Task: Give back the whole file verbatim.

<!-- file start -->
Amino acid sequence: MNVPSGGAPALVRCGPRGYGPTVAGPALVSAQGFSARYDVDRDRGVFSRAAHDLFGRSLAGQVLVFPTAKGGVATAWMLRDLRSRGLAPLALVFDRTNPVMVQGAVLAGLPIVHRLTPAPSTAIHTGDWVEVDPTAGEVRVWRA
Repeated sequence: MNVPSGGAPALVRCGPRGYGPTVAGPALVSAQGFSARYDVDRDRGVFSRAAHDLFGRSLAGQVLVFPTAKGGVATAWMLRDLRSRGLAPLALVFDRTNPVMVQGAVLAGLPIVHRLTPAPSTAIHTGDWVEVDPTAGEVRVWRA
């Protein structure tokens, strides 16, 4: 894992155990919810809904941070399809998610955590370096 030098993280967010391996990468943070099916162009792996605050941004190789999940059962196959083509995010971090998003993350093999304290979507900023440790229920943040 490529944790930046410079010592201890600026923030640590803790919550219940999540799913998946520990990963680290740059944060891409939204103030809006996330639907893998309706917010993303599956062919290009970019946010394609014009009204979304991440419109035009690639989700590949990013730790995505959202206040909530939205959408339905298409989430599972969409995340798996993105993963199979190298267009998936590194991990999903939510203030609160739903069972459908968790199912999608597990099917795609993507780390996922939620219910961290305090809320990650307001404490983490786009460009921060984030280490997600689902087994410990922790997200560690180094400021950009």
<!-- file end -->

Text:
Amino acid sequence: MNVPSGGAPALVRCGPRGYGPTVAGPALVSAQGFSARYDVDRDRGVFSRAAHDLFGRSLAGQVLVFPTAKGGVATAWMLRDLRSRGLAPLALVFDRTNPVMVQGAVLAGLPIVHRLTPAPSTAIHTGDWVEVDPTAGEVRVWRA
Repeated sequence: MNVPSGGAPALVRCGPRGYGPTVAGPALVSAQGFSARYDVDRDRGVFSRAAHDLFGRSLAGQVLVFPTAKGGVATAWMLRDLRSRGLAPLALVFDRTNPVMVQGAVLAGLPIVHRLTPAPSTAIHTGDWVEVDPTAGEVRVWRA
């Protein structure tokens, strides 16, 4: 894992155990919810809904941070399809998610955590370096 030098993280967010391996990468943070099916162009792996605050941004190789999940059962196959083509995010971090998003993350093999304290979507900023440790229920943040 490529944790930046410079010592201890600026923030640590803790919550219940999540799913998946520990990963680290740059944060891409939204103030809006996330639907893998309706917010993303599956062919290009970019946010394609014009009204979304991440419109035009690639989700590949990013730790995505959202206040909530939205959408339905298409989430599972969409995340798996993105993963199979190298267009998936590194991990999903939510203030609160739903069972459908968790199912999608597990099917795609993507780390996922939620219910961290305090809320990650307001404490983490786009460009921060984030280490997600689902087994410990922790997200560690180094400021950009």